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Finance Minister Wale Edun: “The Federal Government Is Not Able To Borrow At This Time

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The Federal Government (FG) has said publicly that, following the elimination of the fuel subsidy and the harmonisation of exchange rates, it has no plans to seek external financing.

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This was announced by Wale Edun, Minister of Finance and Coordinating Minister for the Economy, at the conclusion of the first meeting of the Federal Executive Council (FEC) in Abuja.

“The federal government is not in a position to borrow at this time,” Edun stated.

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He said that the money saved by eliminating subsidies would be reinvested in various economic activities to increase tax revenue and make the country more attractive to foreign investors.

According to Edun, the extra money from the withdrawal of subsidies has allowed for a variety of short-, intermediate-, and long-term ameliorative measures to be implemented.

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He also reaffirmed the administration of President Bola Ahmed Tinubu’s commitment to rescuing the ailing economy.

We did a quick checkup on the state of the economy, growth rate, exchange rate, inflation, unemployment, and so on, and it was enlightening.

“The overarching conclusion is that we are not where we should be,” the president said, according to the Associated Press.

“We also examined the president’s eight-point agenda, that is, the eight priority areas for moving the Nigerian economy forward and for delivering to Nigerians, and those are basically food security; ending poverty; economic growth and job creation; access to capital, particularly consumer credit; inclusivity in all its dimensions, particularly as regards youths and women; improving security; and improving education.”

We’ll now take the marching order to refine the targets in particular and within weeks to begin rolling out policies and programs to turn around the economy and make things better for all Nigerians.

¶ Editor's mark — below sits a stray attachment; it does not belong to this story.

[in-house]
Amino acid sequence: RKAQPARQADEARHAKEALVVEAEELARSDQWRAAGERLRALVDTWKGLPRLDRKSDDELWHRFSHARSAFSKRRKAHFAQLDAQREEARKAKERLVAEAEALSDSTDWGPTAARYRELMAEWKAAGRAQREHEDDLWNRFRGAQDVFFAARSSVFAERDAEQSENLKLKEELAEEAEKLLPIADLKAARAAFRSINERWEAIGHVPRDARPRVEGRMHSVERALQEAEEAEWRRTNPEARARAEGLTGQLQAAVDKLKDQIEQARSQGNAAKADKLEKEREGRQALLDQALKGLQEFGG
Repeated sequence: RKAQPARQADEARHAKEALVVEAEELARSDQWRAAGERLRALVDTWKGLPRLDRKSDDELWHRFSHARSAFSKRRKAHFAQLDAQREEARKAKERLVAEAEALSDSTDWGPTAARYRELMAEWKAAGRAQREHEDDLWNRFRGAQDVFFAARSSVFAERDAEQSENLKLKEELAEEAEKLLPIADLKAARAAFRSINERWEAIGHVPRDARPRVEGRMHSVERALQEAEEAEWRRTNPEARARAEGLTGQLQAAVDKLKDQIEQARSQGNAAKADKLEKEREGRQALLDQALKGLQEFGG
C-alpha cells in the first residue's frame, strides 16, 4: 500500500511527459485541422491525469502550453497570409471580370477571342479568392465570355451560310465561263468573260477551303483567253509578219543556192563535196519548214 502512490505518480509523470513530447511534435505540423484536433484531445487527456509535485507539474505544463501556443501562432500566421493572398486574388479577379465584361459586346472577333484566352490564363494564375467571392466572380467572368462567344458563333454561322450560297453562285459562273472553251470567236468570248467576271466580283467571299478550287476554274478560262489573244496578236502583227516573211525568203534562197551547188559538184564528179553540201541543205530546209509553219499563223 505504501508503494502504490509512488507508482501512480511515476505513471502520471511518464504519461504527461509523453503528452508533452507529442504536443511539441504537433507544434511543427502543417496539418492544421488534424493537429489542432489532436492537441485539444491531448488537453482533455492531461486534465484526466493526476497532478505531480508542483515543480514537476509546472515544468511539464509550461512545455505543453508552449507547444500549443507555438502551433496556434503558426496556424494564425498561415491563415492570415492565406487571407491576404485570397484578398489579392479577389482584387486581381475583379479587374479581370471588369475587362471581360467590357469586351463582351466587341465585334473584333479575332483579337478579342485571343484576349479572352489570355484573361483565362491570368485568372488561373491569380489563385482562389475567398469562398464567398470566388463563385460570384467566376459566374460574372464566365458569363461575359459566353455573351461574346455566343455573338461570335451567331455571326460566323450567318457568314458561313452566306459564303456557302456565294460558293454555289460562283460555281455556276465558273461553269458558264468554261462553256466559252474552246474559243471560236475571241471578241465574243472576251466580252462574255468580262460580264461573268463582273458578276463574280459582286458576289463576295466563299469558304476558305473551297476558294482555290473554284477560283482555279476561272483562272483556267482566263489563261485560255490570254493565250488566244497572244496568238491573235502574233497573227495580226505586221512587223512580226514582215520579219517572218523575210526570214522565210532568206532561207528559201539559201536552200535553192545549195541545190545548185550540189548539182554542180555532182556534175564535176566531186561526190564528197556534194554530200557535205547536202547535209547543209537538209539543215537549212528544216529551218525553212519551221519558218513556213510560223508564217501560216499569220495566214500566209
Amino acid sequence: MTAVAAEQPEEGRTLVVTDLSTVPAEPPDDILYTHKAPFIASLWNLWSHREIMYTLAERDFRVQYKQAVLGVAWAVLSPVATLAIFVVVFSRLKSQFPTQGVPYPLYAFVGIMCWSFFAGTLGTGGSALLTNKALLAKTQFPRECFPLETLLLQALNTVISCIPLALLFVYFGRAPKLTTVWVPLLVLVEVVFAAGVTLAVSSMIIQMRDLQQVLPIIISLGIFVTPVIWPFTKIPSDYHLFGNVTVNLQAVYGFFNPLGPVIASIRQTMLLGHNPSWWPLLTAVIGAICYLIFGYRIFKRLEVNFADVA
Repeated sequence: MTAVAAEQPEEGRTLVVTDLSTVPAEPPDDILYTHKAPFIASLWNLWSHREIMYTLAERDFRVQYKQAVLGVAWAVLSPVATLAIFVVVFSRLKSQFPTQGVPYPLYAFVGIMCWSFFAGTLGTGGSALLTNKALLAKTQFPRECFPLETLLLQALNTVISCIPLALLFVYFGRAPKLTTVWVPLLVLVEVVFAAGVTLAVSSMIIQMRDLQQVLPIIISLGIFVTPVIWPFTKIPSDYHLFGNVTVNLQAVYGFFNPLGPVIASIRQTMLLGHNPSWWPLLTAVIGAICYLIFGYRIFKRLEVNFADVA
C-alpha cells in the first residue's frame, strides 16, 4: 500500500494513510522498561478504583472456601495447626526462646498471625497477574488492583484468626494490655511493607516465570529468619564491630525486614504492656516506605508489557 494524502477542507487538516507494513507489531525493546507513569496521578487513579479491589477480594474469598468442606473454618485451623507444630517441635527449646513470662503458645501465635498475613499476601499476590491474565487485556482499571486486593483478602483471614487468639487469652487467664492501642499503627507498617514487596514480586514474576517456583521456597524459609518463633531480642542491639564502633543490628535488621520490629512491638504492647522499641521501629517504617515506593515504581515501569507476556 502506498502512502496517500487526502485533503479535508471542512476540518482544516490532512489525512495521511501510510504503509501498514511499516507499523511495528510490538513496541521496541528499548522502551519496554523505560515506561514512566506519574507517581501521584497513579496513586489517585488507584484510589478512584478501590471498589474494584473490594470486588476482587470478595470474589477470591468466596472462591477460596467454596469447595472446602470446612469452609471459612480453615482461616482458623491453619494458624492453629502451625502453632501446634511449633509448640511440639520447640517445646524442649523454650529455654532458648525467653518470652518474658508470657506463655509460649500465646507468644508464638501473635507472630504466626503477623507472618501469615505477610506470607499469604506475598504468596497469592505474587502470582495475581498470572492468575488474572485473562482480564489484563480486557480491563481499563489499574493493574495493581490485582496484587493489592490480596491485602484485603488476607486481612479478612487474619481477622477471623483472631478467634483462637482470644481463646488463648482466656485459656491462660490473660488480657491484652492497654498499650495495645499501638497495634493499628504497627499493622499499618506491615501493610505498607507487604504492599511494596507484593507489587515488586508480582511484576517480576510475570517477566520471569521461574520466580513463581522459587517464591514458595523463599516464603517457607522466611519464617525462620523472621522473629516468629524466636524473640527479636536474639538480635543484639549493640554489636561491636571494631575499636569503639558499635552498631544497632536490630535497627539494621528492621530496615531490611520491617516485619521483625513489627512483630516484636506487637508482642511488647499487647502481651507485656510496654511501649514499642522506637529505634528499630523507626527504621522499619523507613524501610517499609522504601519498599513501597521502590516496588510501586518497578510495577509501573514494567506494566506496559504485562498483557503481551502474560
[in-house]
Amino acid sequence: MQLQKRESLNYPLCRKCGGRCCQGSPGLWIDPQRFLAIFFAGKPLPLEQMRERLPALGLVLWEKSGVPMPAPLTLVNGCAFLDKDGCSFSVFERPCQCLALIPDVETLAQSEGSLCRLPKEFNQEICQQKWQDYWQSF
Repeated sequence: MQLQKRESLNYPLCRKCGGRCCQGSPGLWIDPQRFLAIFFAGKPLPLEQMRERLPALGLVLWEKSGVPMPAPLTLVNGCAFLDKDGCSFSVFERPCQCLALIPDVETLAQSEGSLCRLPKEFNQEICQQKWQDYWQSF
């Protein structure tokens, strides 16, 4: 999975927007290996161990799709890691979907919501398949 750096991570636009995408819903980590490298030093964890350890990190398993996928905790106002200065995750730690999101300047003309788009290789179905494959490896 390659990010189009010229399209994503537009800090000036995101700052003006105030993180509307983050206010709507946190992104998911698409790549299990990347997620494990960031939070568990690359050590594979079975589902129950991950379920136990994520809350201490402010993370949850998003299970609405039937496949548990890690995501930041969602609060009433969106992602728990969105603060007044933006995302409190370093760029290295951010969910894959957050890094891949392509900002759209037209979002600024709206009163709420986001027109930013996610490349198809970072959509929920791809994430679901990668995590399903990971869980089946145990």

“It is around those matrices that the plans and the targets of what will be delivered in the next three years or so were identified, discussed, and inputs were given by various ministers. What he stated summed up the main points of the conversation.

Before his nomination as minister, the ex-investment banker served as Tinubu’s special adviser on monetary policy. He has pledged to prioritize repairing Nigeria’s public finances.

He also mentioned that since the naira’s devaluation in June, the government has seen an increase in revenue from the sale of crude oil.

“The federation makes dollars, and if those dollars are feeding through, at 700 or 750 naira or so to one dollar as opposed to 460 naira where it was previously, then that’s great. “That’s obviously fixing the government’s finances,” Edun remarked.

That’s the strategy, then.

Shehu Sani, a political commentator and former legislator from Kaduna Central, responded to the news by posting on X, saying, “It’s reassuring to hear from the Finance Minister that the FG has halted borrowing from both local and international sources. The debt burden left by the Buhari administration must now be addressed.

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